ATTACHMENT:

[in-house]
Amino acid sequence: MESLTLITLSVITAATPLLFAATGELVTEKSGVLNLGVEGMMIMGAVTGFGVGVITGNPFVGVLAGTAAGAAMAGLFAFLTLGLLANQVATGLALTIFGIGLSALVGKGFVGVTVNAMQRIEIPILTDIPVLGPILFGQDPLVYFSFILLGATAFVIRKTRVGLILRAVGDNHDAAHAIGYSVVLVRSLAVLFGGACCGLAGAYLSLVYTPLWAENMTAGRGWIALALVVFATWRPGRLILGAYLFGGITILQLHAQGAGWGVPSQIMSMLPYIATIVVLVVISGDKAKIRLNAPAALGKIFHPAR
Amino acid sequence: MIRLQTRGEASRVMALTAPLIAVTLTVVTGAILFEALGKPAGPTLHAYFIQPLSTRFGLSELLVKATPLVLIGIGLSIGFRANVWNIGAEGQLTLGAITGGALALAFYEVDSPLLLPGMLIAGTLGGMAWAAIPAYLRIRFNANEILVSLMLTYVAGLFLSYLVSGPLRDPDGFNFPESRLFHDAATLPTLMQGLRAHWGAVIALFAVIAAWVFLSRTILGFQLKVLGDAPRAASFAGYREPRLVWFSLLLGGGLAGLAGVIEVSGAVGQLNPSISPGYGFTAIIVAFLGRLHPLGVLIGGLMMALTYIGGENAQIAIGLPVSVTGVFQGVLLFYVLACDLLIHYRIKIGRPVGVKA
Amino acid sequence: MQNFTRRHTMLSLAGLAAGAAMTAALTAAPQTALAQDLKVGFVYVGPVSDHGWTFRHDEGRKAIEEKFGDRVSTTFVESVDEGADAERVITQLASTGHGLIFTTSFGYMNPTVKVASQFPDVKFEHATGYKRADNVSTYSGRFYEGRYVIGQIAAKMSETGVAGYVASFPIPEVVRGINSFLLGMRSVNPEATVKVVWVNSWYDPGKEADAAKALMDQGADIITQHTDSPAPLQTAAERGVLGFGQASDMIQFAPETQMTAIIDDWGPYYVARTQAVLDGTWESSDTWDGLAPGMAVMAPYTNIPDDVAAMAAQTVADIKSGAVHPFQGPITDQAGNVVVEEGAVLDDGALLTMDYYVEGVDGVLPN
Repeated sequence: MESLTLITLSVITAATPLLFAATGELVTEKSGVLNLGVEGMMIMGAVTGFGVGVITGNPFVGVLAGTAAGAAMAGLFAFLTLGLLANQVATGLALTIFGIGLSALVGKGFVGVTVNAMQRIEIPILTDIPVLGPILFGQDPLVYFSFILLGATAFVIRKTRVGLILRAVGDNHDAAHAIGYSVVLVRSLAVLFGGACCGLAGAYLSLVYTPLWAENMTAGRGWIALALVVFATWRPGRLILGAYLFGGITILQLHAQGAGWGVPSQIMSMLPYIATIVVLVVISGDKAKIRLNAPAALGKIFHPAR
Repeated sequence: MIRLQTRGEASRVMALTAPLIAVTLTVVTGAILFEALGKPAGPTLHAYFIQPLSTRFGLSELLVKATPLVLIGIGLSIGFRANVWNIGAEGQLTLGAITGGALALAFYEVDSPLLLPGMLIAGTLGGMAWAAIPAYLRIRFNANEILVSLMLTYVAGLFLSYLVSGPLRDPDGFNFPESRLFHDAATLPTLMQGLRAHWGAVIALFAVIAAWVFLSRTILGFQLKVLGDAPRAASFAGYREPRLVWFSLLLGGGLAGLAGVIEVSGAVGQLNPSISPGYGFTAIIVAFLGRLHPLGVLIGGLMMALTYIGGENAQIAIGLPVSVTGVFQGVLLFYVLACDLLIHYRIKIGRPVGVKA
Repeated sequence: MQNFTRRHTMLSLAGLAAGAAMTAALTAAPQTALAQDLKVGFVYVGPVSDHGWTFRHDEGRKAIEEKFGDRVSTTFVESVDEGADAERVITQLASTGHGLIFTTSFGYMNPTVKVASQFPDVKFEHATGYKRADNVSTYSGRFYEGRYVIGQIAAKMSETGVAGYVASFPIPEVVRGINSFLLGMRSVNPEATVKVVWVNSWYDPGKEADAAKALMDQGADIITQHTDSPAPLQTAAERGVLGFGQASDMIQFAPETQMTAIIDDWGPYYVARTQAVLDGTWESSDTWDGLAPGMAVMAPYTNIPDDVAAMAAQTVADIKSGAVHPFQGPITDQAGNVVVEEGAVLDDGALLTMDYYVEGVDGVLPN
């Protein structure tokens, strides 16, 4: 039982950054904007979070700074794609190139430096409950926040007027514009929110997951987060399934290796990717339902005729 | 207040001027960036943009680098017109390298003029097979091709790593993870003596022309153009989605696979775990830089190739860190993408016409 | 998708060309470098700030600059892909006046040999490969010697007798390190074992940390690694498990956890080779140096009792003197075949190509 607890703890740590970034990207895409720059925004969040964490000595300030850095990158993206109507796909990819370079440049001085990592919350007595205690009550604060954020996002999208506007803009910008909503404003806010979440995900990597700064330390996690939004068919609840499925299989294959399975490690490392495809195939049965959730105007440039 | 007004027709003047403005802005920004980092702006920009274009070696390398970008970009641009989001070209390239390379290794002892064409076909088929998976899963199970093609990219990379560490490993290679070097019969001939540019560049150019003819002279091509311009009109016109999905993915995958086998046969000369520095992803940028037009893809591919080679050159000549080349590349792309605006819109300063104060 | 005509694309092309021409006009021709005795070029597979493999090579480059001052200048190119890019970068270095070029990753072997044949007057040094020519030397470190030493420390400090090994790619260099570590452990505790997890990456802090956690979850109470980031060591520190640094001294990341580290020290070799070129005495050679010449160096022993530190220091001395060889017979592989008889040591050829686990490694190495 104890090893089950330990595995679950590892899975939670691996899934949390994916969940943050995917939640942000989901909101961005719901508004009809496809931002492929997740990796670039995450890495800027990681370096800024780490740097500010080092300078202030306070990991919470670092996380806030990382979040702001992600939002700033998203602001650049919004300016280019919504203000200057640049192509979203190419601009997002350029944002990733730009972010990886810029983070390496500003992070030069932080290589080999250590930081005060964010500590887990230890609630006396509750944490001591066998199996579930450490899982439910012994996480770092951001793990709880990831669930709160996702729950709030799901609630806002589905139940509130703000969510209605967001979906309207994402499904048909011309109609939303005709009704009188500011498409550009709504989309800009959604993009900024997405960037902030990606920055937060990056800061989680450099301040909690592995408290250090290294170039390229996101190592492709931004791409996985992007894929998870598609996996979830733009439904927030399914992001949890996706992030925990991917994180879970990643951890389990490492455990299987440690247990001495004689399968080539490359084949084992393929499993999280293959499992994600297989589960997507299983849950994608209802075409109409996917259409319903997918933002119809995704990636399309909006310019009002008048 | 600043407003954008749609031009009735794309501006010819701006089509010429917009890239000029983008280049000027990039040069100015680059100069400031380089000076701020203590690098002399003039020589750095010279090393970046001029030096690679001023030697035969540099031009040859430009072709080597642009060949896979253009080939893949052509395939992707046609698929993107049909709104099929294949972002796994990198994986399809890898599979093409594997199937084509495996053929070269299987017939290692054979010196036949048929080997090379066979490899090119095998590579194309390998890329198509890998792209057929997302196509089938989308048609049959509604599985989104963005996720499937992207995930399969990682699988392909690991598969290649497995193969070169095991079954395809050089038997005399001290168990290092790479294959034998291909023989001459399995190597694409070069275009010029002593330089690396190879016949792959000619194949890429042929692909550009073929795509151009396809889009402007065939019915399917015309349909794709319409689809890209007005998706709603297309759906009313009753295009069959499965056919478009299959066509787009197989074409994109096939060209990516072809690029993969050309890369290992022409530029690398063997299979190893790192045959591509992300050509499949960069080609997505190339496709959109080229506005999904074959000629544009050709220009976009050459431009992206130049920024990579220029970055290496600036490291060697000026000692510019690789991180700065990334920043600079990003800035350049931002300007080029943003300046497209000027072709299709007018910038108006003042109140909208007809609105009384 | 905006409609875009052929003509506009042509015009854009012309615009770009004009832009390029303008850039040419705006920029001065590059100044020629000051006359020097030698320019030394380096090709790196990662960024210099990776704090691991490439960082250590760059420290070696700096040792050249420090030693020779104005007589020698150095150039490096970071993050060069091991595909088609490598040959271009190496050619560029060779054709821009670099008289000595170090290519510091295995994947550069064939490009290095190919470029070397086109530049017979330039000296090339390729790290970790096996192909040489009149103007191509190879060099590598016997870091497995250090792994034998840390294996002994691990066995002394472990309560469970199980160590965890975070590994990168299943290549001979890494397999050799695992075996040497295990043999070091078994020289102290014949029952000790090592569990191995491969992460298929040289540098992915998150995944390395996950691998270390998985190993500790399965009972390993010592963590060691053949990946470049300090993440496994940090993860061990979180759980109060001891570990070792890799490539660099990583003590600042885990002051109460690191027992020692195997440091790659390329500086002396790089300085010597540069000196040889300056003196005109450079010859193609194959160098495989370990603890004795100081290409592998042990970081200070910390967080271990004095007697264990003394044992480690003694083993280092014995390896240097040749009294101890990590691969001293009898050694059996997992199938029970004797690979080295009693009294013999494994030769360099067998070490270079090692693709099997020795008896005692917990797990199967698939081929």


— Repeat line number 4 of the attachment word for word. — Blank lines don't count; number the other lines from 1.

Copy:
Amino acid sequence: MQNFTRRHTMLSLAGLAAGAAMTAALTAAPQTALAQDLKVGFVYVGPVSDHGWTFRHDEGRKAIEEKFGDRVSTTFVESVDEGADAERVITQLASTGHGLIFTTSFGYMNPTVKVASQFPDVKFEHATGYKRADNVSTYSGRFYEGRYVIGQIAAKMSETGVAGYVASFPIPEVVRGINSFLLGMRSVNPEATVKVVWVNSWYDPGKEADAAKALMDQGADIITQHTDSPAPLQTAAERGVLGFGQASDMIQFAPETQMTAIIDDWGPYYVARTQAVLDGTWESSDTWDGLAPGMAVMAPYTNIPDDVAAMAAQTVADIKSGAVHPFQGPITDQAGNVVVEEGAVLDDGALLTMDYYVEGVDGVLPN